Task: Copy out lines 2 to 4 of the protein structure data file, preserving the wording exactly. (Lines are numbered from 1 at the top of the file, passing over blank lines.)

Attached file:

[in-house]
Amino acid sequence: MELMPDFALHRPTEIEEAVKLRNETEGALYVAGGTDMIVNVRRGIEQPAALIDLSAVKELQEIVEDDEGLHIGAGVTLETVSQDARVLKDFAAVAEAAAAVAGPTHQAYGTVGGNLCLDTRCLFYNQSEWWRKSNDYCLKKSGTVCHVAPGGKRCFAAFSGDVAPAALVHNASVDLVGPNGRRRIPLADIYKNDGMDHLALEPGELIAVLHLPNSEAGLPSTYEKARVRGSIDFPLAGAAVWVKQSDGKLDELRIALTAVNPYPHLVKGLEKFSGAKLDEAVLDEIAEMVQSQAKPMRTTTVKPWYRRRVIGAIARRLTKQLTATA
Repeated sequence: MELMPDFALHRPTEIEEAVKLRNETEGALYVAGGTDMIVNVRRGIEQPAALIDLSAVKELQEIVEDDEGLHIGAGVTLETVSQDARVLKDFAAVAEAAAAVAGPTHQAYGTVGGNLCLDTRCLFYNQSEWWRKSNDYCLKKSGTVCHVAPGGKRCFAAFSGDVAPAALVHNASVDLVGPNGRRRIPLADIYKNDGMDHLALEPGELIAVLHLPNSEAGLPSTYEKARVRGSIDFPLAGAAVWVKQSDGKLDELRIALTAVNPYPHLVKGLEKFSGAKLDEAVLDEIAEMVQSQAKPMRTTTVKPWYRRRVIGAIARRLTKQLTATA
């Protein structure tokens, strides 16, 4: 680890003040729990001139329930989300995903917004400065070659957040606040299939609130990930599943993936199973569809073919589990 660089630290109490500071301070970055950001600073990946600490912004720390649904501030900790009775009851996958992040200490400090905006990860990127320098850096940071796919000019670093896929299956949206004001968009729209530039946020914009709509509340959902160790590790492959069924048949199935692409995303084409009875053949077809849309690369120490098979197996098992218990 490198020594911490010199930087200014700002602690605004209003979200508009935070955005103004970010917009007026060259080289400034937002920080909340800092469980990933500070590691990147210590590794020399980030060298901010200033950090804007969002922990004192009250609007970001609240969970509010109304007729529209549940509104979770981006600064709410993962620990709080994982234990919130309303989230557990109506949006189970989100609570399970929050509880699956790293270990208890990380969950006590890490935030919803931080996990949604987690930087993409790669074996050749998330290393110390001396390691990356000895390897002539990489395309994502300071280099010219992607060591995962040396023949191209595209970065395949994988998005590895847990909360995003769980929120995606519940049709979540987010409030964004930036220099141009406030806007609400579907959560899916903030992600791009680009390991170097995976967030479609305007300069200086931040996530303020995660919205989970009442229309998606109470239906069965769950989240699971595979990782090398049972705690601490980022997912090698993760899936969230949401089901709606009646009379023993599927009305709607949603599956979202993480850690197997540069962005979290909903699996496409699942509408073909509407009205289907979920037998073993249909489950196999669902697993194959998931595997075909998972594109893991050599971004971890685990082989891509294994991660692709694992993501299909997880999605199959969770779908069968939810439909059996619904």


Amino acid sequence: MELMPDFALHRPTEIEEAVKLRNETEGALYVAGGTDMIVNVRRGIEQPAALIDLSAVKELQEIVEDDEGLHIGAGVTLETVSQDARVLKDFAAVAEAAAAVAGPTHQAYGTVGGNLCLDTRCLFYNQSEWWRKSNDYCLKKSGTVCHVAPGGKRCFAAFSGDVAPAALVHNASVDLVGPNGRRRIPLADIYKNDGMDHLALEPGELIAVLHLPNSEAGLPSTYEKARVRGSIDFPLAGAAVWVKQSDGKLDELRIALTAVNPYPHLVKGLEKFSGAKLDEAVLDEIAEMVQSQAKPMRTTTVKPWYRRRVIGAIARRLTKQLTATA
Repeated sequence: MELMPDFALHRPTEIEEAVKLRNETEGALYVAGGTDMIVNVRRGIEQPAALIDLSAVKELQEIVEDDEGLHIGAGVTLETVSQDARVLKDFAAVAEAAAAVAGPTHQAYGTVGGNLCLDTRCLFYNQSEWWRKSNDYCLKKSGTVCHVAPGGKRCFAAFSGDVAPAALVHNASVDLVGPNGRRRIPLADIYKNDGMDHLALEPGELIAVLHLPNSEAGLPSTYEKARVRGSIDFPLAGAAVWVKQSDGKLDELRIALTAVNPYPHLVKGLEKFSGAKLDEAVLDEIAEMVQSQAKPMRTTTVKPWYRRRVIGAIARRLTKQLTATA
């Protein structure tokens, strides 16, 4: 680890003040729990001139329930989300995903917004400065070659957040606040299939609130990930599943993936199973569809073919589990 660089630290109490500071301070970055950001600073990946600490912004720390649904501030900790009775009851996958992040200490400090905006990860990127320098850096940071796919000019670093896929299956949206004001968009729209530039946020914009709509509340959902160790590790492959069924048949199935692409995303084409009875053949077809849309690369120490098979197996098992218990 490198020594911490010199930087200014700002602690605004209003979200508009935070955005103004970010917009007026060259080289400034937002920080909340800092469980990933500070590691990147210590590794020399980030060298901010200033950090804007969002922990004192009250609007970001609240969970509010109304007729529209549940509104979770981006600064709410993962620990709080994982234990919130309303989230557990109506949006189970989100609570399970929050509880699956790293270990208890990380969950006590890490935030919803931080996990949604987690930087993409790669074996050749998330290393110390001396390691990356000895390897002539990489395309994502300071280099010219992607060591995962040396023949191209595209970065395949994988998005590895847990909360995003769980929120995606519940049709979540987010409030964004930036220099141009406030806007609400579907959560899916903030992600791009680009390991170097995976967030479609305007300069200086931040996530303020995660919205989970009442229309998606109470239906069965769950989240699971595979990782090398049972705690601490980022997912090698993760899936969230949401089901709606009646009379023993599927009305709607949603599956979202993480850690197997540069962005979290909903699996496409699942509408073909509407009205289907979920037998073993249909489950196999669902697993194959998931595997075909998972594109893991050599971004971890685990082989891509294994991660692709694992993501299909997880999605199959969770779908069968939810439909059996619904």